Property that has been inherited by way of a will even if title has not yet changed;
Further, you must provide a value for your property. The value should be based on the replacement value of the property as of the date of the filing of the bankruptcy petition. Reference should be made to the price that a retail merchant would charge for property of that kind given the age and condition of the property at the time of the filing of the case.
In addition to listing all property and all debts, debtors are also required to file with the Court any pay stubs received from an employer during the six (6) months prior to the filing of the case.
If requested by the Court, the United States Trustee or a creditor (also known as a `party in interest’), the debtor may be required to file his/her tax returns with the Court while a case is pending.
Failure to file tax returns while a case is pending is grounds for the dismissal of the case.
Attorney Atkins can advise you of your options. Fees are tailored to each case.
Which type is best for me?
At your initial consultation, Attorney Atkins will review your personal case. No hard and fast rules apply in determining which type of relief is best suited for a particular problem. Most people want to repay as much of their debt as possible. However, if relief is needed, then you want to ensure that the problem is solved to the maximum extent available. The most common scenarios are as follows:
When an individual has limited income available to meet his necessary living expenses and has primarily unsecured debts, a Chapter 7 liquidation will be beneficial because the unsecured debt will be discharged, or eliminated. The income will then be `freed up' for the necessary living expenses.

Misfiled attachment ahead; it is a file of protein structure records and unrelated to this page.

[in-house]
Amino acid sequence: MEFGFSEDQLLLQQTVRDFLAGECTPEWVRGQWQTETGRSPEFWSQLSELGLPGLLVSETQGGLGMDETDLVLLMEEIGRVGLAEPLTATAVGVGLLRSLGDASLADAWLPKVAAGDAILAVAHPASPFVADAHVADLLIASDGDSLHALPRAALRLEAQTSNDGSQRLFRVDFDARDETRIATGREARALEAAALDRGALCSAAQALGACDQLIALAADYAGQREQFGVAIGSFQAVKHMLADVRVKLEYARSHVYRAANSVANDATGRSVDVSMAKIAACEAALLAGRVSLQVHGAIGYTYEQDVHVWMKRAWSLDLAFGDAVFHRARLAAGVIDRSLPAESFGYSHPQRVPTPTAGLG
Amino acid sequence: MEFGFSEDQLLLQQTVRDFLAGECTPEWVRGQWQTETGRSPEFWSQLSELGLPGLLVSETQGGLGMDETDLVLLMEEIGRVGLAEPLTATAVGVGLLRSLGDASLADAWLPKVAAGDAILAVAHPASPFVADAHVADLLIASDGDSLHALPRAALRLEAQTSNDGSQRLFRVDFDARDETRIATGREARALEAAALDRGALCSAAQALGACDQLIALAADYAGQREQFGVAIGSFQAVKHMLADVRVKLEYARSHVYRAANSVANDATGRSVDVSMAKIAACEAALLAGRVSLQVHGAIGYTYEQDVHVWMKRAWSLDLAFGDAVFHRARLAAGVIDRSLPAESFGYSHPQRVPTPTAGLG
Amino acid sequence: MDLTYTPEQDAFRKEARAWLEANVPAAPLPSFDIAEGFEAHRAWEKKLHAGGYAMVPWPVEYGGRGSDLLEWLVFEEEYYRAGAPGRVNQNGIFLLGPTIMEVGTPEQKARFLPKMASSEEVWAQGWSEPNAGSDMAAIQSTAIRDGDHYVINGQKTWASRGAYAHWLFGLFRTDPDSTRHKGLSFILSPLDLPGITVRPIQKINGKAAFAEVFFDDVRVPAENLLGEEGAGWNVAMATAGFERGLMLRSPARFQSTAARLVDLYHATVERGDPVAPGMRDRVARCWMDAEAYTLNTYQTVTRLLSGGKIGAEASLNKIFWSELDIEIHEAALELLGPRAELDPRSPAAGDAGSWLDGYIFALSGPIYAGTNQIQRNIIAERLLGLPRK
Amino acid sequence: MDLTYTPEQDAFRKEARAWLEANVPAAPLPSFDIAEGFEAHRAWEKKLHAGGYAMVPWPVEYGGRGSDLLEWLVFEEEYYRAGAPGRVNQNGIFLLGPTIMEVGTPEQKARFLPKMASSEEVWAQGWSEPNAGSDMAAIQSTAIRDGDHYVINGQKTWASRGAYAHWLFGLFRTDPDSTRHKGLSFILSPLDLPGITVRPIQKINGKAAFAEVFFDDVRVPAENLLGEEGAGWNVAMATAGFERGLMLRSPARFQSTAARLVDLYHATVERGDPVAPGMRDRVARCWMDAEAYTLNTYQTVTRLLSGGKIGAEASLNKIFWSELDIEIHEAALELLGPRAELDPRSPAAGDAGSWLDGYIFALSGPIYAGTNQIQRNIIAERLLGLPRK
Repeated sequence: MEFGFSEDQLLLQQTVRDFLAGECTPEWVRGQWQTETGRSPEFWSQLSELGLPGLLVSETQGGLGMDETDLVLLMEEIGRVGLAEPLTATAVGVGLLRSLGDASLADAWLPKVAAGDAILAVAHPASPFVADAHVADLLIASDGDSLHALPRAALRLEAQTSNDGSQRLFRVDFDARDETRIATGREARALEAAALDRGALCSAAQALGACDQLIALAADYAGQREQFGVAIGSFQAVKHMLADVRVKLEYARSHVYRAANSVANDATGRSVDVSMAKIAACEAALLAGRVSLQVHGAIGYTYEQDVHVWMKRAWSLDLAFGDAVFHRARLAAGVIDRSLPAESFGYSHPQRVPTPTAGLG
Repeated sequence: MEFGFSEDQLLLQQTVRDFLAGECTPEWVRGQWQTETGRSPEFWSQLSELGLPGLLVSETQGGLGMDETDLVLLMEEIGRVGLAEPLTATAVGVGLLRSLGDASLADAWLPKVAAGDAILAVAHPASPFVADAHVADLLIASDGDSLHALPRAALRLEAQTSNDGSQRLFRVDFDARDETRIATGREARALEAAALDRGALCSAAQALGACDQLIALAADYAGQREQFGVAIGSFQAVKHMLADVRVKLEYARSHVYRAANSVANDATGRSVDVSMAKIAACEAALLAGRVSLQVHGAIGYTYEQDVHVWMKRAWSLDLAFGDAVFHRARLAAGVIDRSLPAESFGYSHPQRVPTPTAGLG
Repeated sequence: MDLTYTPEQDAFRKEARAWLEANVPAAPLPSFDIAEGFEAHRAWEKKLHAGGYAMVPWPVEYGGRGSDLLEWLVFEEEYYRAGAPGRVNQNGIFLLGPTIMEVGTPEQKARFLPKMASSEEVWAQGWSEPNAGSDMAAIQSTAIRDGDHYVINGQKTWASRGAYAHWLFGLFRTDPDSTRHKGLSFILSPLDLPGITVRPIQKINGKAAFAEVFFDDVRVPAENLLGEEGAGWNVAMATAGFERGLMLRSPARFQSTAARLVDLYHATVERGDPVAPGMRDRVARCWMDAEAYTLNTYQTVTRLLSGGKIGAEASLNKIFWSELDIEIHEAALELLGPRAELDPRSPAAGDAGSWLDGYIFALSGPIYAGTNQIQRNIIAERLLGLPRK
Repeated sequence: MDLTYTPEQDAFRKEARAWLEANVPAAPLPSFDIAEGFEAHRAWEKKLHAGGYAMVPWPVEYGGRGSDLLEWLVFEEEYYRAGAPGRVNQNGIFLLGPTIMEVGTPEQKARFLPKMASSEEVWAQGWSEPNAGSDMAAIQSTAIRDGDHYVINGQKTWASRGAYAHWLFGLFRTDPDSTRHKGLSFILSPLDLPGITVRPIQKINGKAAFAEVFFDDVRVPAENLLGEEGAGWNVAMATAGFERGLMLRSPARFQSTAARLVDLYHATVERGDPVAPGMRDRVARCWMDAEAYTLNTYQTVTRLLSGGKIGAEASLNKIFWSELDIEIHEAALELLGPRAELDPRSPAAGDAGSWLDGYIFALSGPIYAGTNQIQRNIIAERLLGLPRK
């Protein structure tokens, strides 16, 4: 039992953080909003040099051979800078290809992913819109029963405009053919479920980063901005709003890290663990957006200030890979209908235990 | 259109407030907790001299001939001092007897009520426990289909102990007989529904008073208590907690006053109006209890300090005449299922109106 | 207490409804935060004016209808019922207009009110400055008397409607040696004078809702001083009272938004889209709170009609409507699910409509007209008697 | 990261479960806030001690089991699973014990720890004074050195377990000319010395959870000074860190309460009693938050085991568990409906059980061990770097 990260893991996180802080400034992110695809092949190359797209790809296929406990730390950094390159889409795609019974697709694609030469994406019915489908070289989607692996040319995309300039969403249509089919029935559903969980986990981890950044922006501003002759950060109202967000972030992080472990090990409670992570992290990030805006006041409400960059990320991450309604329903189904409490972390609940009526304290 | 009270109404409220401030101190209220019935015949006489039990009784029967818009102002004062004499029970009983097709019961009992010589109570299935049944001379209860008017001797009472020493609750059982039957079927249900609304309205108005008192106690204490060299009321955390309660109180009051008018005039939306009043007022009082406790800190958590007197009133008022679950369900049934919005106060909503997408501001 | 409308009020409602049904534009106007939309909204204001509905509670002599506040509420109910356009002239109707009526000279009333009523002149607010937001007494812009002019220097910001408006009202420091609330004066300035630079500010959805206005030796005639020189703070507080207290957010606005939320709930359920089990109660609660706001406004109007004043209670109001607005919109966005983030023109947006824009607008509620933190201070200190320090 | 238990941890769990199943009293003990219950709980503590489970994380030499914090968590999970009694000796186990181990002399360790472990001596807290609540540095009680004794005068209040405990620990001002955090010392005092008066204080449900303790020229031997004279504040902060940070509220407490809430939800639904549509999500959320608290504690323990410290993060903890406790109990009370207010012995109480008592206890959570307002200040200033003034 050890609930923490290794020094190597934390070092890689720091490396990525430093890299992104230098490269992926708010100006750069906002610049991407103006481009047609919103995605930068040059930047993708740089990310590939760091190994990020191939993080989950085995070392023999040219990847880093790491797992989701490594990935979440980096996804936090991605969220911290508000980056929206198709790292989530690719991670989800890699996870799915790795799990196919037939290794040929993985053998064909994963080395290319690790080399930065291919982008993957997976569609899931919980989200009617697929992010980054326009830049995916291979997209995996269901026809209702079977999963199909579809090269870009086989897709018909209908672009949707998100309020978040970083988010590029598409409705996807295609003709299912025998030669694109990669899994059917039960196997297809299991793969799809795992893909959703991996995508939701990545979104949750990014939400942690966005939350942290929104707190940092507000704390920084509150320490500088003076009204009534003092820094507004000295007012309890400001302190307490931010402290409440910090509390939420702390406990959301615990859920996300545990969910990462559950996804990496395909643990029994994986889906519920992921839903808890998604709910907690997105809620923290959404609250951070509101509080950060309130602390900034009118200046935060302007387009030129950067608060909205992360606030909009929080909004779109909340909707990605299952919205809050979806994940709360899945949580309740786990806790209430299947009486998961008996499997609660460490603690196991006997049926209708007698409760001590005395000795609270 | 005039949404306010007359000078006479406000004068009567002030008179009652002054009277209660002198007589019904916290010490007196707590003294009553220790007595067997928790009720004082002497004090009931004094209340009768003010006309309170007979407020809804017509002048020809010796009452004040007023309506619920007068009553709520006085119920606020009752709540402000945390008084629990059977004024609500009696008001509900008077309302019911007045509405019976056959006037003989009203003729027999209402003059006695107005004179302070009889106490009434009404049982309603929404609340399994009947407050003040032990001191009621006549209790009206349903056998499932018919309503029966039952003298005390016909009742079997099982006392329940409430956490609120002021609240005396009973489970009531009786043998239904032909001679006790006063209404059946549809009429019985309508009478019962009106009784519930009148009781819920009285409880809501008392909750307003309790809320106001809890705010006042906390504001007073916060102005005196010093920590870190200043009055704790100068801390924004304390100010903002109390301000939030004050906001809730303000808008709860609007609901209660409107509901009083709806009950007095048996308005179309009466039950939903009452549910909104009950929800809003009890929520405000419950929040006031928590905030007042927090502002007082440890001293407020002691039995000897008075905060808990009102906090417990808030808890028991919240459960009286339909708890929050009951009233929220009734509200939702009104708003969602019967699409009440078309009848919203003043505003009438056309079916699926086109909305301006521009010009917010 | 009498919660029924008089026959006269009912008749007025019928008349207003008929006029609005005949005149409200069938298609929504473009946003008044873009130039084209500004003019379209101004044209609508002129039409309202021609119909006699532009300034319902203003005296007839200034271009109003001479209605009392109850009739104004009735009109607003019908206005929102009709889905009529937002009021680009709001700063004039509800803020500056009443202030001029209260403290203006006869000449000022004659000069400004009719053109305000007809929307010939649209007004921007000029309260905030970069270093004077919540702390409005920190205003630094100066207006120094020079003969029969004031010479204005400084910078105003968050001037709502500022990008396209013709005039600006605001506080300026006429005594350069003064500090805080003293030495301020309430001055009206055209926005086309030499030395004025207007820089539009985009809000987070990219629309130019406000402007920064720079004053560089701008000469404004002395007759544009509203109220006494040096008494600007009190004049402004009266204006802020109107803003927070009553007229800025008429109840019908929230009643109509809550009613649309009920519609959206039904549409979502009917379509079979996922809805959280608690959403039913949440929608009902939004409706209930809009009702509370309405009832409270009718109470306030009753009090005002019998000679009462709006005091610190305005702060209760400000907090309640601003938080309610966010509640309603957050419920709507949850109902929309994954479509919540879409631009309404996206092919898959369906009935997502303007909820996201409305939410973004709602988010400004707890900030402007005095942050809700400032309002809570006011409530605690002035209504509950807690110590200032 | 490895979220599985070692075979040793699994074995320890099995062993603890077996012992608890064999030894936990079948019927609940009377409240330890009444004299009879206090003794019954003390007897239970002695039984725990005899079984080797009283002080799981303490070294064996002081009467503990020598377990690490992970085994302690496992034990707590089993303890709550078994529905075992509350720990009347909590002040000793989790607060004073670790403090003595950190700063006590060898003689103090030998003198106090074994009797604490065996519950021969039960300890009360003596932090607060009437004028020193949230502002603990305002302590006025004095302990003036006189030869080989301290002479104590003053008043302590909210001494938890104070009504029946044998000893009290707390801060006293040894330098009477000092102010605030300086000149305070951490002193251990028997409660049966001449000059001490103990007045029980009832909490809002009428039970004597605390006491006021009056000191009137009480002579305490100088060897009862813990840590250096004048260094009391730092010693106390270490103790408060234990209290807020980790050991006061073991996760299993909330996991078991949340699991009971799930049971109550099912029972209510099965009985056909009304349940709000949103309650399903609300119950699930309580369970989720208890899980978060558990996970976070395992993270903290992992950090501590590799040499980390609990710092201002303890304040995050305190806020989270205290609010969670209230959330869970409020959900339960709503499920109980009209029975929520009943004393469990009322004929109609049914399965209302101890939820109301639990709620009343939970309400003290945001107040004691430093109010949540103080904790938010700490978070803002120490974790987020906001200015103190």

If the same individual also has secured debts, they would need to decide whether they could handle the ongoing payments to the secured creditors. The most common type of secured loans are car, home, furniture or jewelry. In order to keep property that is subject to a lien (also known as a security interest), the payments would need to be kept up-to-date according to the original agreement with the creditor. An agreement, called a reaffirmation agreement, must be signed within forty five (45) days after the meeting of creditors. If no agreement is signed, then the creditor will be entitled to proceed with its state court remedies to the property. In some situations, a lump sum payment that equals the value of the property can be made to the creditor to satisfy the lien.
When an individual has a regular source of income available or does not qualify for a Chapter 7 case, a Chapter 13 reorganization will be beneficial because the repayment to the creditors can be restructured and tailored more closely to the disposable income that is available. All debts can be restructured in a Chapter 13 plan EXCEPT FOR home mortgage loans and other long term debts. When an arrearage on a home mortgage or long term debt is to be caught up or cured in a Chapter 13 plan, the ongoing mortgage payments will also be included in the Plan payment. This type of case is referred to as a `conduit mortgage case’. Unsecured debts, such as credit cards, medical bills, finance companies, or check cashing debts, do not need to be paid in full unless disposable income is available.